While the Clippers looked solid in their opening act without Paul, it should be noted that the Lakers are a young team overall and their defense has been a major problem for the last few seasons. While the Lakers have added some promising young talent over the offseason, like most young teams, they are going to struggle to slow down veteran teams with potent offenses. It would be a mistake to think the Clippers can replicate this sort of offensive performance every night, especially against the better defensive teams in the league. However, perhaps the most promising part of the Clippers’ season debut was the fact that they seemed to feed off of and embrace the gritty demeanor and style of play that Patrick Beverley brings to the court each and every night.

Last night’s game was the NBA debut for rookie point guard Lonzo Ball, who many predict will develop into a star player. Unfortunately for Ball, his opening night matchup came against Beverley, who earned a spot on the 2017 All-Defensive First Team. Beverley repeatedly guarded Ball past half court, pushed him around and did everything he could to throw him off of his game. He held Ball to three points, nine rebounds and four assists in 29 minutes of action.

Beverley, like every NBA player, has heard the hype and noise surrounding Ball and his future in the league (most of it from his outspoken father, LaVar).

“I just had to set the tone,” Beverley said. “I told him after the game that due to all the riffraff his dad brings, that he’s going to get a lot of people coming at him. I let him know that after the game. What a better way to start than spending 94 feet guarding him tonight — welcome the young guy to the NBA.”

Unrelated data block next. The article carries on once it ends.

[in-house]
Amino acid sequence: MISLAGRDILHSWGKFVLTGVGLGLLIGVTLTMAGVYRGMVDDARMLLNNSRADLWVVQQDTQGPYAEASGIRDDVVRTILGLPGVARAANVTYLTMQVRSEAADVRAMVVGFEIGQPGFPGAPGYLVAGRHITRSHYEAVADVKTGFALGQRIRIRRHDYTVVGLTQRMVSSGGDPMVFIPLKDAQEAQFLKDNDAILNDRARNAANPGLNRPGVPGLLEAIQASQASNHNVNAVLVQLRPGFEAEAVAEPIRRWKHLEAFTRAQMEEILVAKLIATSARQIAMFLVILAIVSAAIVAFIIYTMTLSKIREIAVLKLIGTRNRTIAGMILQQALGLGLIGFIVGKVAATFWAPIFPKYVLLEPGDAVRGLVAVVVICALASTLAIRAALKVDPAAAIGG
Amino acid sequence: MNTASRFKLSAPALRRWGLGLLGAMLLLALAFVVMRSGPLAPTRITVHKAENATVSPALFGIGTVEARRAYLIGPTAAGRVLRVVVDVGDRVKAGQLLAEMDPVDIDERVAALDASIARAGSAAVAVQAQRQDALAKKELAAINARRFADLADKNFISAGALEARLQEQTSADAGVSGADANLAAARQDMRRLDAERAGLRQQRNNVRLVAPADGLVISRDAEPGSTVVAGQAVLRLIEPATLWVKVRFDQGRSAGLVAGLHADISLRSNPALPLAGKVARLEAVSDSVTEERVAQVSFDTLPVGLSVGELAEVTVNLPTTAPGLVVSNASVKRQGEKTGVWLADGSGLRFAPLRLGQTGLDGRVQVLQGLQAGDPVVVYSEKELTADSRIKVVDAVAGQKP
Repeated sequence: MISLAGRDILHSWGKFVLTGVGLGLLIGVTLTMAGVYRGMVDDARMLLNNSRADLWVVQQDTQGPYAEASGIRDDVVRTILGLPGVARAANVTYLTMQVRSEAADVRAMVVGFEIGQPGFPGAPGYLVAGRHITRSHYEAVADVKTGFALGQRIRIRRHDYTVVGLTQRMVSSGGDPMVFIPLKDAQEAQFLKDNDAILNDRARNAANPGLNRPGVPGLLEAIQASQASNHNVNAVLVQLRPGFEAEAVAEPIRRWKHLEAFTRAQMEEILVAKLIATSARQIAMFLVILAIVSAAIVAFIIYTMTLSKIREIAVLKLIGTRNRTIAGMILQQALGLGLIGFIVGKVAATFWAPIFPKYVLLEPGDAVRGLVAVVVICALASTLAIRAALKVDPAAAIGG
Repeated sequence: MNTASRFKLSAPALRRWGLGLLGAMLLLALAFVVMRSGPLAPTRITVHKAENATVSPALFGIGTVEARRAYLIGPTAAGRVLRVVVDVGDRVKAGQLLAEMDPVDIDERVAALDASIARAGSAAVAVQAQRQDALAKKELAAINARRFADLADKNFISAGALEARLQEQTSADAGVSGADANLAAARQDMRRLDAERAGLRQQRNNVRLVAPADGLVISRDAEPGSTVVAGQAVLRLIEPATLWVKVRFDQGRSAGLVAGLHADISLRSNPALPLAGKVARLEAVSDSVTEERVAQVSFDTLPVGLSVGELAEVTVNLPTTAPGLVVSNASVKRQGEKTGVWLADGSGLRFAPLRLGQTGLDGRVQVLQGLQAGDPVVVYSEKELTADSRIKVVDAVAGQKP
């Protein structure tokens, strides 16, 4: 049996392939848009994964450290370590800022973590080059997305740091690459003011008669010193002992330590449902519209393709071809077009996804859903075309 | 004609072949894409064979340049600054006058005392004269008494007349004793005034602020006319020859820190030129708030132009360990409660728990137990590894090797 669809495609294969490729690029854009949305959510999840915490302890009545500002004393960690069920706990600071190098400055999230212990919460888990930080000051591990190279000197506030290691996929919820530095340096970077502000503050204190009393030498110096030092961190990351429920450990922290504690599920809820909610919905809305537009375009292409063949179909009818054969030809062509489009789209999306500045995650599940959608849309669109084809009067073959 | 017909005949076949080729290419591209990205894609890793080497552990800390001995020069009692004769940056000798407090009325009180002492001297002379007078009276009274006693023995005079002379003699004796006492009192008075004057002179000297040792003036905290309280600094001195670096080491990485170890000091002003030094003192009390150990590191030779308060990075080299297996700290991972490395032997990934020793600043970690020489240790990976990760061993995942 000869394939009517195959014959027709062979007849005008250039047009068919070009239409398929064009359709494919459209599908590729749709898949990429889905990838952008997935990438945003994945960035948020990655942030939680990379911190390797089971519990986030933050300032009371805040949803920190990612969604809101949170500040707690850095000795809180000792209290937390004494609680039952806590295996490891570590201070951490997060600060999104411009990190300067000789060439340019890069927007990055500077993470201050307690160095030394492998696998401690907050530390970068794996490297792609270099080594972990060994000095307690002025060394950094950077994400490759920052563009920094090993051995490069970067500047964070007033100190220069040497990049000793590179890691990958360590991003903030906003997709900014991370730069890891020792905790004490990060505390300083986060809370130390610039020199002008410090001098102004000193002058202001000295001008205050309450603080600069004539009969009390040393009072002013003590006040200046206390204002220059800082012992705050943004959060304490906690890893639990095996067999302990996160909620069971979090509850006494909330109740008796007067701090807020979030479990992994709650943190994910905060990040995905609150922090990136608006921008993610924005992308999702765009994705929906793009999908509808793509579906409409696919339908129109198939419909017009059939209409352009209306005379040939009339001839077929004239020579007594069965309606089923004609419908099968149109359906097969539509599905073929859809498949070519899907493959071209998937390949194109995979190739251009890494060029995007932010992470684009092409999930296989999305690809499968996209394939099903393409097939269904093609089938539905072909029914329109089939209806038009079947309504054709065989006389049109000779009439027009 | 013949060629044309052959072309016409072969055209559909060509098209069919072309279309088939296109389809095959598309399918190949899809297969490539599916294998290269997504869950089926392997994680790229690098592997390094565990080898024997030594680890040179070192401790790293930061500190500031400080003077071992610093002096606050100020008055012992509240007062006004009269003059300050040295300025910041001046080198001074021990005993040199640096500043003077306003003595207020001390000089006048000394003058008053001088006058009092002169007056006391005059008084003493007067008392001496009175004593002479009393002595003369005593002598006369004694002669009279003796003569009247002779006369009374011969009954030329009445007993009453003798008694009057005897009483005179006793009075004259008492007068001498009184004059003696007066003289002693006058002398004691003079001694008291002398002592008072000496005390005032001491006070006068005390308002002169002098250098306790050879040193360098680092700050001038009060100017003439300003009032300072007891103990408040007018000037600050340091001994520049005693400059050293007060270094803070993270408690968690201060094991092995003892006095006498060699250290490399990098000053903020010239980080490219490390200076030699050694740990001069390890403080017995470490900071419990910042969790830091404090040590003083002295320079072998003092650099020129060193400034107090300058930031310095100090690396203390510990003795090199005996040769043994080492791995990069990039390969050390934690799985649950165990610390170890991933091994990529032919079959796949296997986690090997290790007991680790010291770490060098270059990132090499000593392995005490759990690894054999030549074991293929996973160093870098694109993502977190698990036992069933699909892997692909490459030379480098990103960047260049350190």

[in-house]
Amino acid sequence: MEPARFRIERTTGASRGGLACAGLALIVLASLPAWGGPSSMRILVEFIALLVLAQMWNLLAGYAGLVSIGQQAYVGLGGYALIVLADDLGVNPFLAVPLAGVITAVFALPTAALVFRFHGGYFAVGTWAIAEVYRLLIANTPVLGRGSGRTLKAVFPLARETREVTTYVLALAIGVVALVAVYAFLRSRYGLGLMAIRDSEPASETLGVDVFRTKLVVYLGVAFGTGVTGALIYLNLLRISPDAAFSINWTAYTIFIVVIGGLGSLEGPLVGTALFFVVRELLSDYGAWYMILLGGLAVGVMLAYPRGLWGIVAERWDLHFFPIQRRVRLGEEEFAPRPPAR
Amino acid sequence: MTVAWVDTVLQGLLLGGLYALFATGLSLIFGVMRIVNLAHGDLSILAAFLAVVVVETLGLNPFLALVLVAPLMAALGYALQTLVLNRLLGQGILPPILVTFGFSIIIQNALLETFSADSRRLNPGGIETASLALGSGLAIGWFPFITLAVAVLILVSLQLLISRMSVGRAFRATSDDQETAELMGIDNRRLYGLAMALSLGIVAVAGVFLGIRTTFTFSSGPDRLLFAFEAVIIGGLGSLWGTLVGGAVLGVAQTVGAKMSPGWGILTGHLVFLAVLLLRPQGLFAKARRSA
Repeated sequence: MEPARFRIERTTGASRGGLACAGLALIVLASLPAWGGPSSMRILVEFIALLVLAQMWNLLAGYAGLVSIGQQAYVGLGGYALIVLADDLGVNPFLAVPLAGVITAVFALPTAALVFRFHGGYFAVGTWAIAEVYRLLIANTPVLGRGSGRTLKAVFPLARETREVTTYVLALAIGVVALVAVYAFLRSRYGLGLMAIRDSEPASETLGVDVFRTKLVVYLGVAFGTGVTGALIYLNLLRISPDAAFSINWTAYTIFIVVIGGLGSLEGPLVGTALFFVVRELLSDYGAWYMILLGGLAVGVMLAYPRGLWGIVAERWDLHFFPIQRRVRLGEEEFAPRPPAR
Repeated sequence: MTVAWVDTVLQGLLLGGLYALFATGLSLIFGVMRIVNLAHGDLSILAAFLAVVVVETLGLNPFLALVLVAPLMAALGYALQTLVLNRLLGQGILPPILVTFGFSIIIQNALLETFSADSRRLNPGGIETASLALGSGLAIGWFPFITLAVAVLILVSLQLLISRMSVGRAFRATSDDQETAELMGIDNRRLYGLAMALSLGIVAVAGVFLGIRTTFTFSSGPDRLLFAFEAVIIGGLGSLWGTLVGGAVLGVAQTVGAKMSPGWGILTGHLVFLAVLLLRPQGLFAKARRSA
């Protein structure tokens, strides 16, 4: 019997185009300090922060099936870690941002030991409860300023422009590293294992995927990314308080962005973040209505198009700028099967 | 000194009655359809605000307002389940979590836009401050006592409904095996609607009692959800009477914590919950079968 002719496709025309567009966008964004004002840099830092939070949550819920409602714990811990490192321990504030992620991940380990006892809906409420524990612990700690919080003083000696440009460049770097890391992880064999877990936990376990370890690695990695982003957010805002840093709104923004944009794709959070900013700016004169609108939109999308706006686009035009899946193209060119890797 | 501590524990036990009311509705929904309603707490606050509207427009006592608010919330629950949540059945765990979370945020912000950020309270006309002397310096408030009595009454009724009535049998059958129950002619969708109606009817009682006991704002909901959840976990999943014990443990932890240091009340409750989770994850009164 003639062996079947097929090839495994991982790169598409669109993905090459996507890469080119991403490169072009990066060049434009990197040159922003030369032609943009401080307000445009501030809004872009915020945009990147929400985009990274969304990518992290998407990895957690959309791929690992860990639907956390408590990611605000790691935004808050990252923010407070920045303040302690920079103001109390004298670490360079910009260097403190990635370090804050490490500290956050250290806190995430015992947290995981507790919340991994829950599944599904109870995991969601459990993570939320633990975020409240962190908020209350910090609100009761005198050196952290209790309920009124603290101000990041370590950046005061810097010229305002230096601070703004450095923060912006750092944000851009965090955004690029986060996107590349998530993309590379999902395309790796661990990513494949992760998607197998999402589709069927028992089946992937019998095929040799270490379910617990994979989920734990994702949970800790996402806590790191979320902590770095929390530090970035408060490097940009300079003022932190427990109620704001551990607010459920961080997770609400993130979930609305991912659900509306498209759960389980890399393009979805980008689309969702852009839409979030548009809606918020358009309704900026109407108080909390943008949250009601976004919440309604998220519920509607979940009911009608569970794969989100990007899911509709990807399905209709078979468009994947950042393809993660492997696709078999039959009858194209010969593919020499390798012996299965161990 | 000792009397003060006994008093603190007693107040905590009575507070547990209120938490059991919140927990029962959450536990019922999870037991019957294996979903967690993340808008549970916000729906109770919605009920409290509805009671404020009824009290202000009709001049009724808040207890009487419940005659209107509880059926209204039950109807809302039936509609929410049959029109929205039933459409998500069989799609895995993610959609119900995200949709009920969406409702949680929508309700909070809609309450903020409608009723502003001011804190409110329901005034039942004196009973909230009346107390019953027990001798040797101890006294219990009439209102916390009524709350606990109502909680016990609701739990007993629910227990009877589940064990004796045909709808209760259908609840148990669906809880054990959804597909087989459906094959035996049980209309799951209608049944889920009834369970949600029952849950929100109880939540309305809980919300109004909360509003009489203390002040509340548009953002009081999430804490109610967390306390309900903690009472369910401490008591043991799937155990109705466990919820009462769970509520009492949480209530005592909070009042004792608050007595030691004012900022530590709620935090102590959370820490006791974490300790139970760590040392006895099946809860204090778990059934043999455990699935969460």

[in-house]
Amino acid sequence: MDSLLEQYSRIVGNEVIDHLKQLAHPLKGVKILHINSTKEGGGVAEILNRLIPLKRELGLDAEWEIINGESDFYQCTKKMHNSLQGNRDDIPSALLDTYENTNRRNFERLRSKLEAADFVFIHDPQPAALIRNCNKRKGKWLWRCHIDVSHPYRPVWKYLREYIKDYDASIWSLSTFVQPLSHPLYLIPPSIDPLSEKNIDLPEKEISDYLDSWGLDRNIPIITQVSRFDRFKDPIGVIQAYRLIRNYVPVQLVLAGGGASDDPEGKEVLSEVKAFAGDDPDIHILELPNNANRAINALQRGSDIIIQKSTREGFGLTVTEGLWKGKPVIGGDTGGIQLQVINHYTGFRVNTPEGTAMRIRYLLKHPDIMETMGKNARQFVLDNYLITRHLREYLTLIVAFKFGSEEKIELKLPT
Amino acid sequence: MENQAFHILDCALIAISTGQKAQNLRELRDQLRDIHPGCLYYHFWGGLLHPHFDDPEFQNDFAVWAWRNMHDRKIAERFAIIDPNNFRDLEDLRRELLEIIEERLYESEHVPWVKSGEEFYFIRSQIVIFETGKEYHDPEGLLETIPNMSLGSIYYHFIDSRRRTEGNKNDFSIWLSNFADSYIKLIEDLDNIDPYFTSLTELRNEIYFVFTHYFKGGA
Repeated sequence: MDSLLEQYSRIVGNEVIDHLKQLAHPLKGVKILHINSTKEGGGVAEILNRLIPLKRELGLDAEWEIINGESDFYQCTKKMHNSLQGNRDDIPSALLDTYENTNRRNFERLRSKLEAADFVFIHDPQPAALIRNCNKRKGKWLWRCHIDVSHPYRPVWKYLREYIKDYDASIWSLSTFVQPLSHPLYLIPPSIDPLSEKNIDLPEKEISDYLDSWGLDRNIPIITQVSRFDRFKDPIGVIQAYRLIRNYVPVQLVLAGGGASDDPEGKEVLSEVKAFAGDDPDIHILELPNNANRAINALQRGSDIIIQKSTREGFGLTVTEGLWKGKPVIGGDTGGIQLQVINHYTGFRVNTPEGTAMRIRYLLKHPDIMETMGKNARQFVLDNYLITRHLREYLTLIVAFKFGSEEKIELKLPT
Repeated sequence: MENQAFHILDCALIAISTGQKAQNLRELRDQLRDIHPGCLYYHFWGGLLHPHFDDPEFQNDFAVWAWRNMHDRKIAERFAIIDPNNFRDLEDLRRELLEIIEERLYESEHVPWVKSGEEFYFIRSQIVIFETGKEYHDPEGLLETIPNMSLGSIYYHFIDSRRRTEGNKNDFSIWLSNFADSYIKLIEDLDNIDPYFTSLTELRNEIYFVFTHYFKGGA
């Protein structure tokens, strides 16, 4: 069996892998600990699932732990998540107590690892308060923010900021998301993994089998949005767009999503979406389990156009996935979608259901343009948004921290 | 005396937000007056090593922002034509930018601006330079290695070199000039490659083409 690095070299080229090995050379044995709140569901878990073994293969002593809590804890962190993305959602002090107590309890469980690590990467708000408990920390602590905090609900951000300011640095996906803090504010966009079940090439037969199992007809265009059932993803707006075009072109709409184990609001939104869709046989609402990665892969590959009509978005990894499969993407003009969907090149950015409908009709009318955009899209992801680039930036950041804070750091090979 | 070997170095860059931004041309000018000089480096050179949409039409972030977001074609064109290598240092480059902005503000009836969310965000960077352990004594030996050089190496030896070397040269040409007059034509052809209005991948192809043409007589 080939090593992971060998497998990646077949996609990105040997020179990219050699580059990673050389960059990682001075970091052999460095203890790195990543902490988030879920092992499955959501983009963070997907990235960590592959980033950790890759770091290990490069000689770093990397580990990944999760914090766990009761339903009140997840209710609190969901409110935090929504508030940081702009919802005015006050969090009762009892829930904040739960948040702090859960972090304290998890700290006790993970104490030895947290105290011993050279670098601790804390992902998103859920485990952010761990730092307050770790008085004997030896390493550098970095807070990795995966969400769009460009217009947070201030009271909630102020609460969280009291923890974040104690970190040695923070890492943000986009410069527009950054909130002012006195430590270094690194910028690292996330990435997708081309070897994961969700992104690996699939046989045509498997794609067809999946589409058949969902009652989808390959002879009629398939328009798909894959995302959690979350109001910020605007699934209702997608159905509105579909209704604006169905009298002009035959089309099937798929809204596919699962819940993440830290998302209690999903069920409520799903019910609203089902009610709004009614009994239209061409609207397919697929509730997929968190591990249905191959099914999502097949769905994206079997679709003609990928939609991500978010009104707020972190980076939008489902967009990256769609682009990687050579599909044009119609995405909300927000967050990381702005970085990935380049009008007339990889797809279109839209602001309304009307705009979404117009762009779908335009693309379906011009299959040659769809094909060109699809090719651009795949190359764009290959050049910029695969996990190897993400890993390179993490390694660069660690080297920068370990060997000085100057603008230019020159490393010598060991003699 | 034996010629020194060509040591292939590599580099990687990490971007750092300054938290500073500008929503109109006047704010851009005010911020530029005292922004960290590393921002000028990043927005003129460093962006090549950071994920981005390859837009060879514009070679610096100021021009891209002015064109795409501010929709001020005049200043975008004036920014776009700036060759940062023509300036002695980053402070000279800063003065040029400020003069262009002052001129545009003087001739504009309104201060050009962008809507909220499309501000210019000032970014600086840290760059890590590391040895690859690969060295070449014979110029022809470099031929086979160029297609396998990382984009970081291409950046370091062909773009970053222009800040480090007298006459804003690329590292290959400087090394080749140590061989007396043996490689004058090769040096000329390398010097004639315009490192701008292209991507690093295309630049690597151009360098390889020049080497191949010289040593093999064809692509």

Beverley is one of the more aggressive defenders in the NBA and is known for trying to get under the skin of his opponents, so Lonzo may not face this level of intensity in every game. But based on Beverley’s comments, it’s clear that he expects other players around the league to defend Lonzo aggressively as well.

Snoop Dogg, the rapper and passionate Lakers fan, summed up the issue for Ball arguably better than anyone else has so far.

“His father put him in the lion’s den with pork chop drawers on,” said Snoop.

For his part, Lonzo complimented Beverley on his aggressive defense.

“[Beverley] plays hard. He knows his job. He does it very well,” said Ball. “He gets under people’s skin and plays defense and does what he can to help his team win.”

Beverley set the tone for the Clippers, who looked crisp and confident throughout the game. Griffin’s three-point shot looks like it could finally be a reliable part of his offensive arsenal. Jordan was very active on the glass, pulling down 24 rebounds (possibly inspired in part by his commitment to donate $100 per rebound this season to help the effort to rebuild his hometown of Houston after the damage inflicted by Hurricane Harvey). The rest of the supporting cast played with the sort of cohesion and confidence that takes at least a few weeks into the season to develop. Again, the Clippers’ performance could have stemmed primarily from the Lakers’ shaky defense, but it was encouraging to see the team play with such force and confidence in the absence of Paul.

The Western Conference is extremely talented and deep, so it’s unlikely that the Clippers will make it to the Western Conference Finals as Barkley predicted. However, challenging for a spot in the playoffs and perhaps even doing some damage once there seems to be in the realm of possibility. This is especially the case considering how much of an impact Beverley had Thursday night, both defensively and in setting the tone for the rest of his new teammates.